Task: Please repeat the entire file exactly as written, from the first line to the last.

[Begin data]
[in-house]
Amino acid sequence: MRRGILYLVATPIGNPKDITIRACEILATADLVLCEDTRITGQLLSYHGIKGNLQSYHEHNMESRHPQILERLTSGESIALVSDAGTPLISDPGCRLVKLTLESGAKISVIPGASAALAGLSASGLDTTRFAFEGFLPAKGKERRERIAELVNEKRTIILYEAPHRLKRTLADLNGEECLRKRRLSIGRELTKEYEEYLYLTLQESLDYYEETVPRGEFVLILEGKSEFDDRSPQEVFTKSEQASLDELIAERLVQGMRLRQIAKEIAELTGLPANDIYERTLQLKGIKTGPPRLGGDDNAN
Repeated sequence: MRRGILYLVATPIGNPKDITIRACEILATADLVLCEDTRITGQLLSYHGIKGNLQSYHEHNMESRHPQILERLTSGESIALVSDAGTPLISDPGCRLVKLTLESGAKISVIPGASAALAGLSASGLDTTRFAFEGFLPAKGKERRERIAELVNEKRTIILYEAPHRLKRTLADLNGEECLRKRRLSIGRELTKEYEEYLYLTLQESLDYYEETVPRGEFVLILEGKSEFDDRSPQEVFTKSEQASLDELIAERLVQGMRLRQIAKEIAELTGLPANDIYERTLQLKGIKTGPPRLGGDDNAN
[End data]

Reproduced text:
[in-house]
Amino acid sequence: MRRGILYLVATPIGNPKDITIRACEILATADLVLCEDTRITGQLLSYHGIKGNLQSYHEHNMESRHPQILERLTSGESIALVSDAGTPLISDPGCRLVKLTLESGAKISVIPGASAALAGLSASGLDTTRFAFEGFLPAKGKERRERIAELVNEKRTIILYEAPHRLKRTLADLNGEECLRKRRLSIGRELTKEYEEYLYLTLQESLDYYEETVPRGEFVLILEGKSEFDDRSPQEVFTKSEQASLDELIAERLVQGMRLRQIAKEIAELTGLPANDIYERTLQLKGIKTGPPRLGGDDNAN
Repeated sequence: MRRGILYLVATPIGNPKDITIRACEILATADLVLCEDTRITGQLLSYHGIKGNLQSYHEHNMESRHPQILERLTSGESIALVSDAGTPLISDPGCRLVKLTLESGAKISVIPGASAALAGLSASGLDTTRFAFEGFLPAKGKERRERIAELVNEKRTIILYEAPHRLKRTLADLNGEECLRKRRLSIGRELTKEYEEYLYLTLQESLDYYEETVPRGEFVLILEGKSEFDDRSPQEVFTKSEQASLDELIAERLVQGMRLRQIAKEIAELTGLPANDIYERTLQLKGIKTGPPRLGGDDNAN